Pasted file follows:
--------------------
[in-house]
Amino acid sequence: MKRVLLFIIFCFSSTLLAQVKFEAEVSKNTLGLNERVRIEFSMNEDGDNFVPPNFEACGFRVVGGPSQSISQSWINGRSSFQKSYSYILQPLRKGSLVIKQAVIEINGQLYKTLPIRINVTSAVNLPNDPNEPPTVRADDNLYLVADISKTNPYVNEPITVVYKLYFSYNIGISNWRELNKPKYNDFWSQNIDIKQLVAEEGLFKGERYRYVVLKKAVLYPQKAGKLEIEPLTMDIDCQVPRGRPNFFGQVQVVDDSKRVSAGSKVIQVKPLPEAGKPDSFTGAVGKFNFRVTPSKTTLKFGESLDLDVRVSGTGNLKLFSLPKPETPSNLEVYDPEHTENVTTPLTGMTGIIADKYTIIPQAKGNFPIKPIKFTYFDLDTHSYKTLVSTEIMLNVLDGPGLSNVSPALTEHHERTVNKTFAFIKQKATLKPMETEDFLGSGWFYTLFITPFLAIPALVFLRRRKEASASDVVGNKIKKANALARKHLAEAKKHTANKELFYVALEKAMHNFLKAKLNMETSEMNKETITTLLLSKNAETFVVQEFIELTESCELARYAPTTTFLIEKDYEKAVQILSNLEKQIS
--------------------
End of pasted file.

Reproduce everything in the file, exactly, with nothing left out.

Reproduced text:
[in-house]
Amino acid sequence: MKRVLLFIIFCFSSTLLAQVKFEAEVSKNTLGLNERVRIEFSMNEDGDNFVPPNFEACGFRVVGGPSQSISQSWINGRSSFQKSYSYILQPLRKGSLVIKQAVIEINGQLYKTLPIRINVTSAVNLPNDPNEPPTVRADDNLYLVADISKTNPYVNEPITVVYKLYFSYNIGISNWRELNKPKYNDFWSQNIDIKQLVAEEGLFKGERYRYVVLKKAVLYPQKAGKLEIEPLTMDIDCQVPRGRPNFFGQVQVVDDSKRVSAGSKVIQVKPLPEAGKPDSFTGAVGKFNFRVTPSKTTLKFGESLDLDVRVSGTGNLKLFSLPKPETPSNLEVYDPEHTENVTTPLTGMTGIIADKYTIIPQAKGNFPIKPIKFTYFDLDTHSYKTLVSTEIMLNVLDGPGLSNVSPALTEHHERTVNKTFAFIKQKATLKPMETEDFLGSGWFYTLFITPFLAIPALVFLRRRKEASASDVVGNKIKKANALARKHLAEAKKHTANKELFYVALEKAMHNFLKAKLNMETSEMNKETITTLLLSKNAETFVVQEFIELTESCELARYAPTTTFLIEKDYEKAVQILSNLEKQIS